Life insurers and systemic risk

Life insurers and systemic risk

The IMF’s latest Global Financial Stability Report argues that life insurers’ portfolios may have become more similar in their exposures to market risk. In particular, interest rate sensitivity may have increased as a result of more pronounced negative duration gaps (maturity of liabilities longer than that of assets), an increase in products with minimum guarantees and higher cross-asset correlations. As a result, life insurers’ investment behaviour may have become more procyclical and they may reinforce shocks rather than absorb them. A common negative shock affecting life insurers (for example, a downward shift in government bond yields) could be compounded by insurers selling corporate bonds.

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The IMF’s latest Global Financial Stability Report (PDF 4.27 MB) devotes a chapter to the contribution of life insurers to systemic risk.

The main findings are:

First, although the failure of an individual large life insurer could still have systemic consequences, this potential impact has not increased.

Second, the asset composition of life insurers’ portfolios has not become significantly more similar.

However, there are some growing concerns because:

Third, low interest rates have induced some life insurers (in particular, insurers with higher shares of guaranteed liabilities or with weaker capital positions, and smaller firms) to take on relatively more risk in a “search for yield”.

Fourth, notwithstanding the second point, life insurers’ portfolios may have become more similar in their exposures to market risk. In particular, interest rate sensitivity may have increased as a result of more pronounced negative duration gaps (maturity of liabilities longer than that of assets), an increase in products with minimum guarantees and higher cross-asset correlations.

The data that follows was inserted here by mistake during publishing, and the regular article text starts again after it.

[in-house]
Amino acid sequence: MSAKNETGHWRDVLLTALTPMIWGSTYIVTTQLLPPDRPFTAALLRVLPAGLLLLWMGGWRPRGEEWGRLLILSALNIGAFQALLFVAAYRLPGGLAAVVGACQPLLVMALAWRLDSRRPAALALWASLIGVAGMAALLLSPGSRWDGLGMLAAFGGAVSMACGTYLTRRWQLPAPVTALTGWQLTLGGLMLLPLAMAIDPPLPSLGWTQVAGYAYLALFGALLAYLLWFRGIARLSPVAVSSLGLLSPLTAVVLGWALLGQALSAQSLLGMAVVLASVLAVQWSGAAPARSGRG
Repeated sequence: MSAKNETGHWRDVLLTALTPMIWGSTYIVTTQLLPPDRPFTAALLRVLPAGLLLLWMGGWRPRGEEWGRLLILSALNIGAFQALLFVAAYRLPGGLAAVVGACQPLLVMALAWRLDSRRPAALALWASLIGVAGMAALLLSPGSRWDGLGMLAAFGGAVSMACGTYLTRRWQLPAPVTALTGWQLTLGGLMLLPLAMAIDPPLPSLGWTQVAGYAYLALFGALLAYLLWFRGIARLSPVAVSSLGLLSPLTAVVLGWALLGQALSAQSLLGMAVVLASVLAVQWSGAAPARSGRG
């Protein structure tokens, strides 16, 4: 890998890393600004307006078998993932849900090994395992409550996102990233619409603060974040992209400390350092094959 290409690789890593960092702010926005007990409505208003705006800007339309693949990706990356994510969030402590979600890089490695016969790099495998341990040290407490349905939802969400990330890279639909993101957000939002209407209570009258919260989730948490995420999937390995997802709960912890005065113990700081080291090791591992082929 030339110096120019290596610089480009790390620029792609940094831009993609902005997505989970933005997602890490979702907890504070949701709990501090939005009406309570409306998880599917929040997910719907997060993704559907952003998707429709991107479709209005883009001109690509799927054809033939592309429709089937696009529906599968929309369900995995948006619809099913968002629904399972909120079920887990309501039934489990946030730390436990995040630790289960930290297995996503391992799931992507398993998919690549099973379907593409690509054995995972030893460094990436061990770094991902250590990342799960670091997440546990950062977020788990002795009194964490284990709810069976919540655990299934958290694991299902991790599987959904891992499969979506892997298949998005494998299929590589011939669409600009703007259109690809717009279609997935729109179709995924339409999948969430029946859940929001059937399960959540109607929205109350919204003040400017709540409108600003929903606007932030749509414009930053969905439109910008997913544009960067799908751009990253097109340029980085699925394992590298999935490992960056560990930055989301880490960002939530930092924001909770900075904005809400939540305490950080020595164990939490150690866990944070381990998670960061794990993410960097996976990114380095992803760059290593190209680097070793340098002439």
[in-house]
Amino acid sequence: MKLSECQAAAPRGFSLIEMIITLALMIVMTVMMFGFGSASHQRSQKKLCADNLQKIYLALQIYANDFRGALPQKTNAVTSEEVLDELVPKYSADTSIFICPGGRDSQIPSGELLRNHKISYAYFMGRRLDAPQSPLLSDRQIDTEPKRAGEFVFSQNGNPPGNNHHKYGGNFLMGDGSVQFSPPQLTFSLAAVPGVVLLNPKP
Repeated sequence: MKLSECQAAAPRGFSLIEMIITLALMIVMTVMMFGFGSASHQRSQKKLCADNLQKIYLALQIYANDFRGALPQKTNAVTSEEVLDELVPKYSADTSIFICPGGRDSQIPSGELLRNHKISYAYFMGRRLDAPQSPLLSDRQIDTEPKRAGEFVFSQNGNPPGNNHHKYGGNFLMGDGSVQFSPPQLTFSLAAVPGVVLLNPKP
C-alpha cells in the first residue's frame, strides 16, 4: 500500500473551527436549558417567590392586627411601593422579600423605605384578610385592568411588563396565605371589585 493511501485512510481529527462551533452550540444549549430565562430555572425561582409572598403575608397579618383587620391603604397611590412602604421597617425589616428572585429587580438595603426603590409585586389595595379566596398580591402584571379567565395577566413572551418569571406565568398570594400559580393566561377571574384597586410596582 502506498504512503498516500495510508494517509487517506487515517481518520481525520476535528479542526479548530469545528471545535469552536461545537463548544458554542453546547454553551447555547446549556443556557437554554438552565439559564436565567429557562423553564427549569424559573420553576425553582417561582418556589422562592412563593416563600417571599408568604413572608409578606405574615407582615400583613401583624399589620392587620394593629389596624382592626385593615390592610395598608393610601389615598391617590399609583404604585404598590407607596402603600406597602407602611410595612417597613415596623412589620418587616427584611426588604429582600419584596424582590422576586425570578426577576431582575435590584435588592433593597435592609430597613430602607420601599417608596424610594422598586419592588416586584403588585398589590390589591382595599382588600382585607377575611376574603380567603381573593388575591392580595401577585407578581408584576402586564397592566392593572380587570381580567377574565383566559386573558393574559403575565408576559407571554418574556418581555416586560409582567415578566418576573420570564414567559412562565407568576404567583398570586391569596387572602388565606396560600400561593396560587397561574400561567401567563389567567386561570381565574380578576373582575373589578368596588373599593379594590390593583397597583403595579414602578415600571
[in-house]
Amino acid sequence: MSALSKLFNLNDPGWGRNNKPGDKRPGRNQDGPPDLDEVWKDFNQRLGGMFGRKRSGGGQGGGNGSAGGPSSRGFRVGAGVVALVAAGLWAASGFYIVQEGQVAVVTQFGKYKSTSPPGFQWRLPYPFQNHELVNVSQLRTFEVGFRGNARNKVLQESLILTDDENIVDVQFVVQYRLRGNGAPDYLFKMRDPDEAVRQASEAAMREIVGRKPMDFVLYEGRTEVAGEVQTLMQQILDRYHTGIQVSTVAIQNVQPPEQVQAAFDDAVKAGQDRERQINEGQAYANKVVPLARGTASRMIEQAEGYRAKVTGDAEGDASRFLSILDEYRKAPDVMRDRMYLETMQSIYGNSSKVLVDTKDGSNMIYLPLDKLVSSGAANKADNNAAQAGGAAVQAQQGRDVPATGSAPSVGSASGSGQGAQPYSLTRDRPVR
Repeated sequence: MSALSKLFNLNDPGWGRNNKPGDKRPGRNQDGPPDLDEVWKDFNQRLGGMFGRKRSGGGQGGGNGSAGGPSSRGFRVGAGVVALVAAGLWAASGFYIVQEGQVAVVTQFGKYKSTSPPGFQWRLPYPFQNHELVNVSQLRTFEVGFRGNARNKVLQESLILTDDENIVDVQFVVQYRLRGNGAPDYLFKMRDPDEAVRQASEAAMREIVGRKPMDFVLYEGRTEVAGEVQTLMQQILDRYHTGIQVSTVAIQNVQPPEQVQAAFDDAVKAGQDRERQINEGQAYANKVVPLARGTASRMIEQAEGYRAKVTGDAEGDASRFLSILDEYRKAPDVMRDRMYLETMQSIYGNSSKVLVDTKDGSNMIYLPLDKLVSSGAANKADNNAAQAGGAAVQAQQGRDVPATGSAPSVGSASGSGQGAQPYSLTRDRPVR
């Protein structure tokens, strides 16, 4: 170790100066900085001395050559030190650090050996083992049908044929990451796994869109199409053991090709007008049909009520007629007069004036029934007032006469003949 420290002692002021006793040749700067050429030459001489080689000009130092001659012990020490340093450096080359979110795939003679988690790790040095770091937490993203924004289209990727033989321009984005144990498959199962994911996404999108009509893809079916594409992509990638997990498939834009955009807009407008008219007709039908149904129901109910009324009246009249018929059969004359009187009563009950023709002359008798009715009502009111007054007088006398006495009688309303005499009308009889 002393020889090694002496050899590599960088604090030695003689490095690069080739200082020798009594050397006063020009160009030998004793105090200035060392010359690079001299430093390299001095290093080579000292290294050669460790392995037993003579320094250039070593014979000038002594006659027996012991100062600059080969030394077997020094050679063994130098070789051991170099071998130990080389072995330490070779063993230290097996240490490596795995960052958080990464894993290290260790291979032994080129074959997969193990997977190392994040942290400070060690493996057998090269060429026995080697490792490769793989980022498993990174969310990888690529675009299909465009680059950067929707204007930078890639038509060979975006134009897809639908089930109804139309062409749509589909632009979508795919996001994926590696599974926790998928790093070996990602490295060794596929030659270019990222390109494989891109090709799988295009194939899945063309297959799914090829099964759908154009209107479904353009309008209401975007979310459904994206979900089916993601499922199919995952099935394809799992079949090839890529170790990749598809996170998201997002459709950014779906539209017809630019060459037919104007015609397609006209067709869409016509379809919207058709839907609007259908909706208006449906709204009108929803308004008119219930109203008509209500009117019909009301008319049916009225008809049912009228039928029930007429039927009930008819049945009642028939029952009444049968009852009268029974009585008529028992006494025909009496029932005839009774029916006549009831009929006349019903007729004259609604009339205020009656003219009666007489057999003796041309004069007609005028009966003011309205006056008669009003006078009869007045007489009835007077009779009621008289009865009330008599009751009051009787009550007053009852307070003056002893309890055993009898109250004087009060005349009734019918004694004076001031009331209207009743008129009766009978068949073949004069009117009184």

Fifth, life insurers’ investment behavior may have become more procyclical and they may reinforce shocks rather than absorb them. A common negative shock affecting life insurers (for example, a downward shift in government bond yields) could be compounded by insurers selling corporate bonds.

In response to this, the IMF makes a number of policy recommendations, including: a closer monitoring of sector-wide developments; the use of macro-prudential instruments such as counter-cyclical capital buffers and limits on the use of minimum guaranteed interest rates on new life insurance contracts, to protect against or prevent the growth of systemic risk; more supervisory attention on smaller and weaker life insurers; and an international capital standard to protect against systemic risk and spillover effects.

In many respects, this sector-wide emphasis is similar to the IMF’s approach to systemic risk in the asset management sector – focusing more on systemic risk across the sector than on the systemic importance of individual regulated firms.

Regulatory challenges

KPMG’s Financial Services Regulatory Centers of Excellence can provide insights into the implications of the raft of regulatory change.

 
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